A periodical series of reflections on recorded and unrecorded works by Charles Villiers Stanford
by Christopher Howell
18. Father O’Flynn
A favourite with our grandparents, the rollicking Irish song Father O’Flynn has rather faded from view. Today you are more likely to hear, from bands specializing in traditional Irish music, a lively jig that often goes under this name but would more properly be called The Top of Cork Road. Recordings in the years 1899-1931 applied lax standards to the labelling of their wares. Since Father O’Flynn as a song is mainly hunted down by collectors of old recordings, you will find it described variously as composed by Stanford, arranged by Stanford, a work by A.P. Graves and an Irish traditional melody. There is part truth in all of these, so let me try to sort it out.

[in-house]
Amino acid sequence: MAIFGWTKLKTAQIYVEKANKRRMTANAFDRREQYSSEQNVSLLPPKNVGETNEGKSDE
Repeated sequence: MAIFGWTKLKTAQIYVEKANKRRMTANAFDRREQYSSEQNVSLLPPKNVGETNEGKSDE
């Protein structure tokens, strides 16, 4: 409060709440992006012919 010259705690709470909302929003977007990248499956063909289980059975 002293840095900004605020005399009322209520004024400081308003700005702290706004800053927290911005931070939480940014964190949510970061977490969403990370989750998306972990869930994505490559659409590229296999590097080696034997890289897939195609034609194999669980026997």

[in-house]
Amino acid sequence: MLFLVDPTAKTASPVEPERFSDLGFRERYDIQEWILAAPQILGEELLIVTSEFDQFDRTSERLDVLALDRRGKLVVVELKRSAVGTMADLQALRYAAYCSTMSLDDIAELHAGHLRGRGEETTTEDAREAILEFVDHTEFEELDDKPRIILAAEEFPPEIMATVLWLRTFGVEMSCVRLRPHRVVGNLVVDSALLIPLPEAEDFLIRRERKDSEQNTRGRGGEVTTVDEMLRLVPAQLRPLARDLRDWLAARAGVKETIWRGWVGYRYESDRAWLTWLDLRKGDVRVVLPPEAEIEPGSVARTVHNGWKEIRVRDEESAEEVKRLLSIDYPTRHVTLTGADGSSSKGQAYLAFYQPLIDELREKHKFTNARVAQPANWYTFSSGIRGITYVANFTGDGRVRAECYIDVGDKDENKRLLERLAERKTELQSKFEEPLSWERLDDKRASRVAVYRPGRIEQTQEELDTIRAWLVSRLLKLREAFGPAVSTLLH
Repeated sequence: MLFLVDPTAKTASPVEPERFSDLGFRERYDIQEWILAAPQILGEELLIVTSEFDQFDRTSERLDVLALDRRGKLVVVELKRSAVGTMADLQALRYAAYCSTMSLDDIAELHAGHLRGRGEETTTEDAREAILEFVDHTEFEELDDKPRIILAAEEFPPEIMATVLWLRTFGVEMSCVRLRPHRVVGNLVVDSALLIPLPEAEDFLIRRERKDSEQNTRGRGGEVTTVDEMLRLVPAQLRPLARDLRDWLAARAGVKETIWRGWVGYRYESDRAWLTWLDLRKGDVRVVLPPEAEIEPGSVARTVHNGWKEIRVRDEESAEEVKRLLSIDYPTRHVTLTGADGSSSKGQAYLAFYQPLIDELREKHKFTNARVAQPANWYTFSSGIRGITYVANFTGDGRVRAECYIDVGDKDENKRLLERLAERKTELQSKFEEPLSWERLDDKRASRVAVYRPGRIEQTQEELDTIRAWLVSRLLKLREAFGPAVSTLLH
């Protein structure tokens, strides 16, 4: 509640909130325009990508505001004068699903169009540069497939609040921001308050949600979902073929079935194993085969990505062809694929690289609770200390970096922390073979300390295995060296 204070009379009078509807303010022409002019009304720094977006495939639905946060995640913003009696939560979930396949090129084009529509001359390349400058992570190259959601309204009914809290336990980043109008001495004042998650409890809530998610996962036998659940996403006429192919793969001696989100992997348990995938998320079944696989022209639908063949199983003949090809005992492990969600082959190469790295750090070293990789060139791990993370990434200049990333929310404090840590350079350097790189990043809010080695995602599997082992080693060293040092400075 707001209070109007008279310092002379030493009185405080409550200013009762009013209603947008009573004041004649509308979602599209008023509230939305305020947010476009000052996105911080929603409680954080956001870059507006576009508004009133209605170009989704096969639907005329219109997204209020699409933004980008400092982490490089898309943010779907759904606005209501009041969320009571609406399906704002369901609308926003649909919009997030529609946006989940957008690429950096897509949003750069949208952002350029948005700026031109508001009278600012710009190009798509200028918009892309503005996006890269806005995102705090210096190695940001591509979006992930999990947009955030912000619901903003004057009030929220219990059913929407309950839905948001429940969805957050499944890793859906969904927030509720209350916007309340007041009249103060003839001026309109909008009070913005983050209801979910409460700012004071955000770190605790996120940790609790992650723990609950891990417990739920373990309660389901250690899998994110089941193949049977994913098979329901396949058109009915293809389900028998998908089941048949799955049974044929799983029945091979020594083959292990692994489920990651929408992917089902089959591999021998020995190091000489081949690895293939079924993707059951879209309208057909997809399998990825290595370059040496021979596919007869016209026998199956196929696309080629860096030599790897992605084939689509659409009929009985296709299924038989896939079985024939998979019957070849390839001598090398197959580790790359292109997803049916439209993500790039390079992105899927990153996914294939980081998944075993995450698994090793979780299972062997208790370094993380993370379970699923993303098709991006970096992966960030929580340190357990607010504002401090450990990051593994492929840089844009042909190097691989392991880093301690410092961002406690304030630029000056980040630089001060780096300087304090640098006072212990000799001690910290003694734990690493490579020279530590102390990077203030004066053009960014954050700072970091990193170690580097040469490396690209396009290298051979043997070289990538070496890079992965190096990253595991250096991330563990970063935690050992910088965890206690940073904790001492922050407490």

A.P. Graves’s claim to be the author of the words is not usually doubted, but there has been a suggestion that they originated in a broadsheet published by the Poet’s Box of Dundee. Anyone can put things on the Internet, but this is from the site of the National Library of Scotland, which lends it some authority. They suggest a date c.1880-1900 and remark that “Father O’Flynn’s name has a definite Irish origin and the lyrics of the song refer to areas in and the ideals of Ireland. … It is not clear from this sheet though whether the lyrics were written in Dundee or if they were copied directly from an existing Irish tune. … Musical notation was rarely printed, as tunes were usually established favourites”. So, apparently, anonymous words to an unidentified traditional tune.